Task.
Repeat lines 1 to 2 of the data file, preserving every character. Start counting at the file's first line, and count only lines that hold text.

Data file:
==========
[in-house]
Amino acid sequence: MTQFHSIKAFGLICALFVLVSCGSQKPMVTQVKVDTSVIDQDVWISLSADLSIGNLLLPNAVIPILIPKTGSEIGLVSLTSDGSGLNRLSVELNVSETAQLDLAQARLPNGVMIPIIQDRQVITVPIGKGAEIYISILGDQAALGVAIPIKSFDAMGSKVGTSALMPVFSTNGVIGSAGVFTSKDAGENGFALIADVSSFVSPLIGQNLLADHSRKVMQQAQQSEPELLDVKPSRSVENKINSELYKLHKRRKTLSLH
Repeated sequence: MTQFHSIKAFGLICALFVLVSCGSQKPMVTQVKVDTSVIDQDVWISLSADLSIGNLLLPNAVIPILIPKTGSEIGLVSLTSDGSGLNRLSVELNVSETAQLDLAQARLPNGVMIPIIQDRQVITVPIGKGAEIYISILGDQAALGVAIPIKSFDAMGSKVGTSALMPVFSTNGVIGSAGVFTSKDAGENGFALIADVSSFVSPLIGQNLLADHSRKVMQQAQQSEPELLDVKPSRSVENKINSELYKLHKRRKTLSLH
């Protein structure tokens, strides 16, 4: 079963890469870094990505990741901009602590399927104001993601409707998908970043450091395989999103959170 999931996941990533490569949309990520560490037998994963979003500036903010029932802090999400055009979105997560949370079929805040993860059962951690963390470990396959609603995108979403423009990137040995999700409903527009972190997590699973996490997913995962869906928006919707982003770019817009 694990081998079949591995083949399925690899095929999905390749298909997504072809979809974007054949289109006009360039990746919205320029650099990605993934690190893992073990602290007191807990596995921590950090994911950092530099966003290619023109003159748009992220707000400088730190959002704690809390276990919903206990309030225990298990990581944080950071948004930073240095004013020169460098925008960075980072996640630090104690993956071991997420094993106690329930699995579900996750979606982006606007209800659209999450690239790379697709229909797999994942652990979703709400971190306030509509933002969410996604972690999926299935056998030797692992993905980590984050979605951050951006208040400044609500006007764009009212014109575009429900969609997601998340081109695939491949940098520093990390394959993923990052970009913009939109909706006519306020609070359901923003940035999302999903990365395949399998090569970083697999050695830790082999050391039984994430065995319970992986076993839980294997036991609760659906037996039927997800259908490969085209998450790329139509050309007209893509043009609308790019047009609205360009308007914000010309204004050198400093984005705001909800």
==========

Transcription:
[in-house]
Amino acid sequence: MTQFHSIKAFGLICALFVLVSCGSQKPMVTQVKVDTSVIDQDVWISLSADLSIGNLLLPNAVIPILIPKTGSEIGLVSLTSDGSGLNRLSVELNVSETAQLDLAQARLPNGVMIPIIQDRQVITVPIGKGAEIYISILGDQAALGVAIPIKSFDAMGSKVGTSALMPVFSTNGVIGSAGVFTSKDAGENGFALIADVSSFVSPLIGQNLLADHSRKVMQQAQQSEPELLDVKPSRSVENKINSELYKLHKRRKTLSLH